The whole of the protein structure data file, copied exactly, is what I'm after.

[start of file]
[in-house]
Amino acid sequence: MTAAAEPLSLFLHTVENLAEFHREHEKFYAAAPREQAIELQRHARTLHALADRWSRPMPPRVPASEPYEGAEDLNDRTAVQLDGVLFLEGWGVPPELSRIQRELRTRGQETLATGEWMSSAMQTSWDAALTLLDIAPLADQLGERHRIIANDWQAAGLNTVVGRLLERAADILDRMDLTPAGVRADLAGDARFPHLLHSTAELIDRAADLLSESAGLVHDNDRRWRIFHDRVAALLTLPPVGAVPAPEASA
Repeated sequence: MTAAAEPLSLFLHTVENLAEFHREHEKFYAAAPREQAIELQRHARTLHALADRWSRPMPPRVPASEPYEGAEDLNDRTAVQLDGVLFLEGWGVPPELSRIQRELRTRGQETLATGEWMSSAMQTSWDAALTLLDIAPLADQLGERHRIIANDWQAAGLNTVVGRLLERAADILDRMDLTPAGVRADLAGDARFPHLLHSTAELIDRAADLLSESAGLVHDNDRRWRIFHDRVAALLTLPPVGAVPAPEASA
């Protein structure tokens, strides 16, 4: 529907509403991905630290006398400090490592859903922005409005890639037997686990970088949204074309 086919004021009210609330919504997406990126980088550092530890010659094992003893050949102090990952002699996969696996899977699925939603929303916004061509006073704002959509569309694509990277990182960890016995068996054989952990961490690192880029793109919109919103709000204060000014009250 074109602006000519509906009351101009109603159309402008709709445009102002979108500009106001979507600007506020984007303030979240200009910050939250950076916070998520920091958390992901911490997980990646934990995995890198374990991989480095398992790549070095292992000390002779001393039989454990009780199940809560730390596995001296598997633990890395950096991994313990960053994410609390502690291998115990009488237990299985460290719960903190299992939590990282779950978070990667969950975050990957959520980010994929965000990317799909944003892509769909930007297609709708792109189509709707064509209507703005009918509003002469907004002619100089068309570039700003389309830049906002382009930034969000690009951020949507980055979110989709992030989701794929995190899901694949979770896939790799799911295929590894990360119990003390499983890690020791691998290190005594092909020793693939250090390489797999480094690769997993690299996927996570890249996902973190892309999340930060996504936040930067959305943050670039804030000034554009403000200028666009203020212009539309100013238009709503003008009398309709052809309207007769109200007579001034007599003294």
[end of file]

[in-house]
Amino acid sequence: MTAAAEPLSLFLHTVENLAEFHREHEKFYAAAPREQAIELQRHARTLHALADRWSRPMPPRVPASEPYEGAEDLNDRTAVQLDGVLFLEGWGVPPELSRIQRELRTRGQETLATGEWMSSAMQTSWDAALTLLDIAPLADQLGERHRIIANDWQAAGLNTVVGRLLERAADILDRMDLTPAGVRADLAGDARFPHLLHSTAELIDRAADLLSESAGLVHDNDRRWRIFHDRVAALLTLPPVGAVPAPEASA
Repeated sequence: MTAAAEPLSLFLHTVENLAEFHREHEKFYAAAPREQAIELQRHARTLHALADRWSRPMPPRVPASEPYEGAEDLNDRTAVQLDGVLFLEGWGVPPELSRIQRELRTRGQETLATGEWMSSAMQTSWDAALTLLDIAPLADQLGERHRIIANDWQAAGLNTVVGRLLERAADILDRMDLTPAGVRADLAGDARFPHLLHSTAELIDRAADLLSESAGLVHDNDRRWRIFHDRVAALLTLPPVGAVPAPEASA
């Protein structure tokens, strides 16, 4: 529907509403991905630290006398400090490592859903922005409005890639037997686990970088949204074309 086919004021009210609330919504997406990126980088550092530890010659094992003893050949102090990952002699996969696996899977699925939603929303916004061509006073704002959509569309694509990277990182960890016995068996054989952990961490690192880029793109919109919103709000204060000014009250 074109602006000519509906009351101009109603159309402008709709445009102002979108500009106001979507600007506020984007303030979240200009910050939250950076916070998520920091958390992901911490997980990646934990995995890198374990991989480095398992790549070095292992000390002779001393039989454990009780199940809560730390596995001296598997633990890395950096991994313990960053994410609390502690291998115990009488237990299985460290719960903190299992939590990282779950978070990667969950975050990957959520980010994929965000990317799909944003892509769909930007297609709708792109189509709707064509209507703005009918509003002469907004002619100089068309570039700003389309830049906002382009930034969000690009951020949507980055979110989709992030989701794929995190899901694949979770896939790799799911295929590894990360119990003390499983890690020791691998290190005594092909020793693939250090390489797999480094690769997993690299996927996570890249996902973190892309999340930060996504936040930067959305943050670039804030000034554009403000200028666009203020212009539309100013238009709503003008009398309709052809309207007769109200007579001034007599003294």